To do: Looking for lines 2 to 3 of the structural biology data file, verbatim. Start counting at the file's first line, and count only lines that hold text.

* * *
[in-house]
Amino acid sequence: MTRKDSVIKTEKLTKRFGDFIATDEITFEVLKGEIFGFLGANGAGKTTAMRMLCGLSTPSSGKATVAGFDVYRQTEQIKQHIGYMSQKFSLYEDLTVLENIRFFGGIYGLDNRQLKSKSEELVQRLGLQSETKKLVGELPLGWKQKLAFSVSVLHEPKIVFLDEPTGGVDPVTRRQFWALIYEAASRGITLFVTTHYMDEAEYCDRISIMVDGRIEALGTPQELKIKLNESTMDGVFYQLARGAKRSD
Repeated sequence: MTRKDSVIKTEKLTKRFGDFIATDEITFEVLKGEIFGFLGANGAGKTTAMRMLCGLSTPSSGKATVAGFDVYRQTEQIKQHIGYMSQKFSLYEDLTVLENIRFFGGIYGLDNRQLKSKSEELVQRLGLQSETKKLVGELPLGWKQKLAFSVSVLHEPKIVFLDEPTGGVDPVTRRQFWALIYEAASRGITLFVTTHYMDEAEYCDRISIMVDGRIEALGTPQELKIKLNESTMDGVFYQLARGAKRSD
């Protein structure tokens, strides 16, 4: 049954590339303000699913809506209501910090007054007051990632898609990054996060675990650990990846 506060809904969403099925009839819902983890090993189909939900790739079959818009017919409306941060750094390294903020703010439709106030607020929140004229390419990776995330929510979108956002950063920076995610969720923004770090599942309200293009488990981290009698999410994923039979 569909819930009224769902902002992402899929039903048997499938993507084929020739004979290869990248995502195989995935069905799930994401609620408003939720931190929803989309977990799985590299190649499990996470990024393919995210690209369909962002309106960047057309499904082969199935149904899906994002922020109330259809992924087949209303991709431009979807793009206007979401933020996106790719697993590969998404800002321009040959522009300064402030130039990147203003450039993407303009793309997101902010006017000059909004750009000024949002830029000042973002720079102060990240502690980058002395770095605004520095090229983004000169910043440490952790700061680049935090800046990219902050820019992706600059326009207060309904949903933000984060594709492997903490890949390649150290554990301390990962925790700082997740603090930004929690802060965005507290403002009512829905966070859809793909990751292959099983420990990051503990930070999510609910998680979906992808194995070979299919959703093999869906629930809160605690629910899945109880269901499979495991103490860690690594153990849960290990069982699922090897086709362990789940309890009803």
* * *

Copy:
Amino acid sequence: MTRKDSVIKTEKLTKRFGDFIATDEITFEVLKGEIFGFLGANGAGKTTAMRMLCGLSTPSSGKATVAGFDVYRQTEQIKQHIGYMSQKFSLYEDLTVLENIRFFGGIYGLDNRQLKSKSEELVQRLGLQSETKKLVGELPLGWKQKLAFSVSVLHEPKIVFLDEPTGGVDPVTRRQFWALIYEAASRGITLFVTTHYMDEAEYCDRISIMVDGRIEALGTPQELKIKLNESTMDGVFYQLARGAKRSD
Repeated sequence: MTRKDSVIKTEKLTKRFGDFIATDEITFEVLKGEIFGFLGANGAGKTTAMRMLCGLSTPSSGKATVAGFDVYRQTEQIKQHIGYMSQKFSLYEDLTVLENIRFFGGIYGLDNRQLKSKSEELVQRLGLQSETKKLVGELPLGWKQKLAFSVSVLHEPKIVFLDEPTGGVDPVTRRQFWALIYEAASRGITLFVTTHYMDEAEYCDRISIMVDGRIEALGTPQELKIKLNESTMDGVFYQLARGAKRSD